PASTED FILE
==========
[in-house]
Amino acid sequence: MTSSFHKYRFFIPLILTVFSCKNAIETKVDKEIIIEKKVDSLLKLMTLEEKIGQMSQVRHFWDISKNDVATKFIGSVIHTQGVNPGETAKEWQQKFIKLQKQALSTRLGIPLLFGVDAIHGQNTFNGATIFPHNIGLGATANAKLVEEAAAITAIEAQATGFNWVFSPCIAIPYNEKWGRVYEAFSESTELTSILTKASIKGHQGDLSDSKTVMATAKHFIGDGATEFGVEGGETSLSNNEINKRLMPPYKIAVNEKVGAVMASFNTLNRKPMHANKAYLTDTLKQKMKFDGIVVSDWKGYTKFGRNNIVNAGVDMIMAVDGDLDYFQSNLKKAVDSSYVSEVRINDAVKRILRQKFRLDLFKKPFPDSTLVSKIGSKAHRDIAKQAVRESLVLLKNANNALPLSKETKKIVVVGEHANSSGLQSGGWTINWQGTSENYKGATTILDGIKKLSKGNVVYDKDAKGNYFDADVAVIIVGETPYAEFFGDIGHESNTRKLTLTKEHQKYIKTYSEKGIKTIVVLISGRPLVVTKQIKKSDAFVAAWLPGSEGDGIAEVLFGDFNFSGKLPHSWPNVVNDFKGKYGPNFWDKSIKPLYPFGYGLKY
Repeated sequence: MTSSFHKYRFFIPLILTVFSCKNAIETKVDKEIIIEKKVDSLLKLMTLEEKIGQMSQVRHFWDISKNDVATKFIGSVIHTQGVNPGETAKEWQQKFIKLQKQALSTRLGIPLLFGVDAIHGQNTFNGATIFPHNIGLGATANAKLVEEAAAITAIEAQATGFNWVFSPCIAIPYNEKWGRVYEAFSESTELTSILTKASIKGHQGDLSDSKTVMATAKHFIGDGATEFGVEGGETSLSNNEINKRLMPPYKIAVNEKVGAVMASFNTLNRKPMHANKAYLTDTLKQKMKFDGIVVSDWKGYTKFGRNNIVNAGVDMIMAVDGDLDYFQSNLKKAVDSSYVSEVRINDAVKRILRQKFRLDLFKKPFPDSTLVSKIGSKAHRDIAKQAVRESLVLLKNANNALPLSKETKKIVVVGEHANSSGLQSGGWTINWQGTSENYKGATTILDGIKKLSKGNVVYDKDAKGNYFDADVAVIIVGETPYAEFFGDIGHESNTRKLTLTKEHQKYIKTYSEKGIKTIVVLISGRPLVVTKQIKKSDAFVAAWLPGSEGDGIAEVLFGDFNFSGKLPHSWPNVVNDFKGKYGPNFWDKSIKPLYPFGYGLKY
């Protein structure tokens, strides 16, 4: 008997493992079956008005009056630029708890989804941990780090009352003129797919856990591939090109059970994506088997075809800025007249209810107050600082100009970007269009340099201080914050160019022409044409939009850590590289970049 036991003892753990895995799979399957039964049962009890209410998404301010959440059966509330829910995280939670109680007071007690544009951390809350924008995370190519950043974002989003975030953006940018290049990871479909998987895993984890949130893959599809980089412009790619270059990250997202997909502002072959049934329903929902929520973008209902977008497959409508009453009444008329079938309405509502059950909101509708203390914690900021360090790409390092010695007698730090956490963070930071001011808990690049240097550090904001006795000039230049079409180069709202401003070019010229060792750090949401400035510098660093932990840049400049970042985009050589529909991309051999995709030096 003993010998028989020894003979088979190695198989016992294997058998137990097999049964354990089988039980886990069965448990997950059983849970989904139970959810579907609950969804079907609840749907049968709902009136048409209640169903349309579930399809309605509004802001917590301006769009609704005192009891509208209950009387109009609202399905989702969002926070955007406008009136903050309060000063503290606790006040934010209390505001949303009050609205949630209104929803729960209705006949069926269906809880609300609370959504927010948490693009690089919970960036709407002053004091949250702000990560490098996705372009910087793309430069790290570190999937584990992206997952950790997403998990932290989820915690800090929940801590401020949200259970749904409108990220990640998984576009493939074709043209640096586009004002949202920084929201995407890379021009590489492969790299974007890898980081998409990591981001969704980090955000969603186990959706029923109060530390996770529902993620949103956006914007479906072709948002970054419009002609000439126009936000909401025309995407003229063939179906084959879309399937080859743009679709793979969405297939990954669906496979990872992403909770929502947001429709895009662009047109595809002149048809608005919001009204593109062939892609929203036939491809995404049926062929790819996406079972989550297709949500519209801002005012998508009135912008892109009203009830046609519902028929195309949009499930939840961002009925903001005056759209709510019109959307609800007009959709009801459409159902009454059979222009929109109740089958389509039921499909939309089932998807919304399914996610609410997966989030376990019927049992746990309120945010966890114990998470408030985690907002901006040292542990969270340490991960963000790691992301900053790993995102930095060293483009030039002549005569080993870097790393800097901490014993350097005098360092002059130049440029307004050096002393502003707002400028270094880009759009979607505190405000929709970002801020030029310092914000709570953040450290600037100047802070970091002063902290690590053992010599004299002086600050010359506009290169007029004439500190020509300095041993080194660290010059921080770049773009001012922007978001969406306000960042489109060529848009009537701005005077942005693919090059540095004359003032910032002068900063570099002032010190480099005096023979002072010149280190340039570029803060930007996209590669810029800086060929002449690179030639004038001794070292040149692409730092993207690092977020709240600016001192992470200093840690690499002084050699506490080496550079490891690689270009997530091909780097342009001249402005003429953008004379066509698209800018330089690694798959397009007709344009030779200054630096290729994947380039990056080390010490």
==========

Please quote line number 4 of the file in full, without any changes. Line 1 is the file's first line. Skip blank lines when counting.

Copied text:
């Protein structure tokens, strides 16, 4: 008997493992079956008005009056630029708890989804941990780090009352003129797919856990591939090109059970994506088997075809800025007249209810107050600082100009970007269009340099201080914050160019022409044409939009850590590289970049 036991003892753990895995799979399957039964049962009890209410998404301010959440059966509330829910995280939670109680007071007690544009951390809350924008995370190519950043974002989003975030953006940018290049990871479909998987895993984890949130893959599809980089412009790619270059990250997202997909502002072959049934329903929902929520973008209902977008497959409508009453009444008329079938309405509502059950909101509708203390914690900021360090790409390092010695007698730090956490963070930071001011808990690049240097550090904001006795000039230049079409180069709202401003070019010229060792750090949401400035510098660093932990840049400049970042985009050589529909991309051999995709030096 003993010998028989020894003979088979190695198989016992294997058998137990097999049964354990089988039980886990069965448990997950059983849970989904139970959810579907609950969804079907609840749907049968709902009136048409209640169903349309579930399809309605509004802001917590301006769009609704005192009891509208209950009387109009609202399905989702969002926070955007406008009136903050309060000063503290606790006040934010209390505001949303009050609205949630209104929803729960209705006949069926269906809880609300609370959504927010948490693009690089919970960036709407002053004091949250702000990560490098996705372009910087793309430069790290570190999937584990992206997952950790997403998990932290989820915690800090929940801590401020949200259970749904409108990220990640998984576009493939074709043209640096586009004002949202920084929201995407890379021009590489492969790299974007890898980081998409990591981001969704980090955000969603186990959706029923109060530390996770529902993620949103956006914007479906072709948002970054419009002609000439126009936000909401025309995407003229063939179906084959879309399937080859743009679709793979969405297939990954669906496979990872992403909770929502947001429709895009662009047109595809002149048809608005919001009204593109062939892609929203036939491809995404049926062929790819996406079972989550297709949500519209801002005012998508009135912008892109009203009830046609519902028929195309949009499930939840961002009925903001005056759209709510019109959307609800007009959709009801459409159902009454059979222009929109109740089958389509039921499909939309089932998807919304399914996610609410997966989030376990019927049992746990309120945010966890114990998470408030985690907002901006040292542990969270340490991960963000790691992301900053790993995102930095060293483009030039002549005569080993870097790393800097901490014993350097005098360092002059130049440029307004050096002393502003707002400028270094880009759009979607505190405000929709970002801020030029310092914000709570953040450290600037100047802070970091002063902290690590053992010599004299002086600050010359506009290169007029004439500190020509300095041993080194660290010059921080770049773009001012922007978001969406306000960042489109060529848009009537701005005077942005693919090059540095004359003032910032002068900063570099002032010190480099005096023979002072010149280190340039570029803060930007996209590669810029800086060929002449690179030639004038001794070292040149692409730092993207690092977020709240600016001192992470200093840690690499002084050699506490080496550079490891690689270009997530091909780097342009001249402005003429953008004379066509698209800018330089690694798959397009007709344009030779200054630096290729994947380039990056080390010490």